An intriguing new study out of Montreal might redefine our concept of being "brain dead." Researchers for the first time think that the brain remains active even in patients whose EEG lines have gone flat, reports the Los Angeles Times. The study sprang from an unusual case in Romania in which a patient lapsed into a coma, then got put into a deeper coma by doctors. Much to their surprise, doctors then detected cerebral activity in his hippocampus, never before seen in such a deep coma. The University of Montreal study replicated the feat with cats under heavy anesthesia.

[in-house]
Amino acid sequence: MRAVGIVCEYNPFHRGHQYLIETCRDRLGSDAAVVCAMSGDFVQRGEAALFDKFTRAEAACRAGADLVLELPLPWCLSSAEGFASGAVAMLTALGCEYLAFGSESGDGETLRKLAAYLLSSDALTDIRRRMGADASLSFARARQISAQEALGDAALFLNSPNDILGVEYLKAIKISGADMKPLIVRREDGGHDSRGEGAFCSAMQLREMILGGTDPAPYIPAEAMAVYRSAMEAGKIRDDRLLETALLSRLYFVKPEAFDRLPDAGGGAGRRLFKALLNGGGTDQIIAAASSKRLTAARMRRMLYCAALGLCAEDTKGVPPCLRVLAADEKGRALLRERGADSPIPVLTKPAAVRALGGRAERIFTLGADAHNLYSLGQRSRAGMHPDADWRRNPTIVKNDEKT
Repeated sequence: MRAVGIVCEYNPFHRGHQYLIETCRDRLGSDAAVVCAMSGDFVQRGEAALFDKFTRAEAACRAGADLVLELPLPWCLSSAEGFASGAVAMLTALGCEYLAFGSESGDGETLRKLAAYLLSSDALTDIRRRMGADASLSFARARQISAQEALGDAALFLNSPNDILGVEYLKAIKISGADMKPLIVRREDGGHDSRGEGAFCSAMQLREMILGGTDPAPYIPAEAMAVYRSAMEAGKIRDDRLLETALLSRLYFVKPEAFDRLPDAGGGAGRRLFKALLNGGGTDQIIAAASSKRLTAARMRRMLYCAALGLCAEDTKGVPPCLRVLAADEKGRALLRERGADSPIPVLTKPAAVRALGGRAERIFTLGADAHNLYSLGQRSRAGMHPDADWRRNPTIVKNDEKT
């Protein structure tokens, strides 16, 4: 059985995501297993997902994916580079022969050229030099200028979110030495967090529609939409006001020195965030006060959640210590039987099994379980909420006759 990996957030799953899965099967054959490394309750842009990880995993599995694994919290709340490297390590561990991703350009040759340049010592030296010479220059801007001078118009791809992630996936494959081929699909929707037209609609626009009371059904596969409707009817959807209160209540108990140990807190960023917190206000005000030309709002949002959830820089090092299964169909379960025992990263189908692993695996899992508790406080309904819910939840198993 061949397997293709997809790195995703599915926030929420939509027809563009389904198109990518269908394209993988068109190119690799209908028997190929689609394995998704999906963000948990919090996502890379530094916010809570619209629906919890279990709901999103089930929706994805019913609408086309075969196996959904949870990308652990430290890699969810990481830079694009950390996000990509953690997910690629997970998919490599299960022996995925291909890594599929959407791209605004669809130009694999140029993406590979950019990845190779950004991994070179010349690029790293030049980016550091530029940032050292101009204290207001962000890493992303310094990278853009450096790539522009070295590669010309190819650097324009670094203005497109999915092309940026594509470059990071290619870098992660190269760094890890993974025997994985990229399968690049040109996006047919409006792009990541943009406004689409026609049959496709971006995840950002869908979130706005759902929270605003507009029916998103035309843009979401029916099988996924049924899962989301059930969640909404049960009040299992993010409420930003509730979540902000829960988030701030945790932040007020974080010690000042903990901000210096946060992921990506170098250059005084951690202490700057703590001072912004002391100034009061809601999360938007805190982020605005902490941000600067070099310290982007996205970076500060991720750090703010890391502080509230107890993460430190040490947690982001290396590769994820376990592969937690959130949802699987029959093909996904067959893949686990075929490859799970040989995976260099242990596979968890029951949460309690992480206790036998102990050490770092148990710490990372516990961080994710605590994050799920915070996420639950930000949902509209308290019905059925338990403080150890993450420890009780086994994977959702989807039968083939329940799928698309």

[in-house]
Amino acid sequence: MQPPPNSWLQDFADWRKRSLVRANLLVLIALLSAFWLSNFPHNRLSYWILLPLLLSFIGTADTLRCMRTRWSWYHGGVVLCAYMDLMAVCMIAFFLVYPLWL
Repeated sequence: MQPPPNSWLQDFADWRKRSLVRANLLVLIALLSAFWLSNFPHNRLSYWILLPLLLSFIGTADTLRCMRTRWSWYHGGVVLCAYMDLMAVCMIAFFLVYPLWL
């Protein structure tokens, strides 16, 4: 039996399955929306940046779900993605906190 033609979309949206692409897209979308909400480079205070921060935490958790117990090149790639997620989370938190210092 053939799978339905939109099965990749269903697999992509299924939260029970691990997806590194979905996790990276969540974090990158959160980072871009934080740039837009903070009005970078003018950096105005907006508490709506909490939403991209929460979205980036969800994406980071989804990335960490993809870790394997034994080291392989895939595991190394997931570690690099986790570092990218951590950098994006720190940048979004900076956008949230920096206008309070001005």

“It’s a new frontier in brain functioning,” one of the scientists tells the Montreal Gazette. The study shows "there's a deeper form of coma that goes beyond the flat line, and during this state of very deep coma, cortical activity revives." That doesn't mean that families who have "pulled the plug" on loved ones should agonize: This generally applies to patients with healthy brains who are put into medically induced comas, not to patients with severe brain damage, explains Discovery News. One potential application: Doctors could induce such deep comas in patients as a way of ensuring the brain doesn't atrophy. (It's not the only interesting study in PLOS One this week: Another finds that mice lose their fear of cats when infected with a certain parasite.)